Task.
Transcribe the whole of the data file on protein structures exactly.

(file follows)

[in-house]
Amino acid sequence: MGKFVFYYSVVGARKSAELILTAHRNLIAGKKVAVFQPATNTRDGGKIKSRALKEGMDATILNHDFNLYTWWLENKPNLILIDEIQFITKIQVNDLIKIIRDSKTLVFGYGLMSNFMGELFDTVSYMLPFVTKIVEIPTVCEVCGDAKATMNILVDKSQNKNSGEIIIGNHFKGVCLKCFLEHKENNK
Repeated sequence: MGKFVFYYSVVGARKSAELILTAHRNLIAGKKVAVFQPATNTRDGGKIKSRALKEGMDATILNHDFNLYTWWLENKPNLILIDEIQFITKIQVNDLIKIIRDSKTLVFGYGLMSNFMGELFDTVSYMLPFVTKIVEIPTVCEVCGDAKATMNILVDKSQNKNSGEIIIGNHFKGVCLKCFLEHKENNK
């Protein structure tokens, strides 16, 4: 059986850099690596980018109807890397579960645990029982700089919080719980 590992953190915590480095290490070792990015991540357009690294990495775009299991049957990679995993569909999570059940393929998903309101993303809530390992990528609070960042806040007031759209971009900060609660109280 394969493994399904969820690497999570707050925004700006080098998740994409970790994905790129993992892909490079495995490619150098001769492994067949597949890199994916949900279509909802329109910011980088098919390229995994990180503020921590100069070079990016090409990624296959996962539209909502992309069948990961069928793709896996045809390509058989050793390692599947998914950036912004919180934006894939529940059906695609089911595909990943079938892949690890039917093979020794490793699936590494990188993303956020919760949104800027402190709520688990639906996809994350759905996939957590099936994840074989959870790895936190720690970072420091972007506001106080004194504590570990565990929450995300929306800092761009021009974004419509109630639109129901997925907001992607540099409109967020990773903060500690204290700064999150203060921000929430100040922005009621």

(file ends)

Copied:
[in-house]
Amino acid sequence: MGKFVFYYSVVGARKSAELILTAHRNLIAGKKVAVFQPATNTRDGGKIKSRALKEGMDATILNHDFNLYTWWLENKPNLILIDEIQFITKIQVNDLIKIIRDSKTLVFGYGLMSNFMGELFDTVSYMLPFVTKIVEIPTVCEVCGDAKATMNILVDKSQNKNSGEIIIGNHFKGVCLKCFLEHKENNK
Repeated sequence: MGKFVFYYSVVGARKSAELILTAHRNLIAGKKVAVFQPATNTRDGGKIKSRALKEGMDATILNHDFNLYTWWLENKPNLILIDEIQFITKIQVNDLIKIIRDSKTLVFGYGLMSNFMGELFDTVSYMLPFVTKIVEIPTVCEVCGDAKATMNILVDKSQNKNSGEIIIGNHFKGVCLKCFLEHKENNK
């Protein structure tokens, strides 16, 4: 059986850099690596980018109807890397579960645990029982700089919080719980 590992953190915590480095290490070792990015991540357009690294990495775009299991049957990679995993569909999570059940393929998903309101993303809530390992990528609070960042806040007031759209971009900060609660109280 394969493994399904969820690497999570707050925004700006080098998740994409970790994905790129993992892909490079495995490619150098001769492994067949597949890199994916949900279509909802329109910011980088098919390229995994990180503020921590100069070079990016090409990624296959996962539209909502992309069948990961069928793709896996045809390509058989050793390692599947998914950036912004919180934006894939529940059906695609089911595909990943079938892949690890039917093979020794490793699936590494990188993303956020919760949104800027402190709520688990639906996809994350759905996939957590099936994840074989959870790895936190720690970072420091972007506001106080004194504590570990565990929450995300929306800092761009021009974004419509109630639109129901997925907001992607540099409109967020990773903060500690204290700064999150203060921000929430100040922005009621």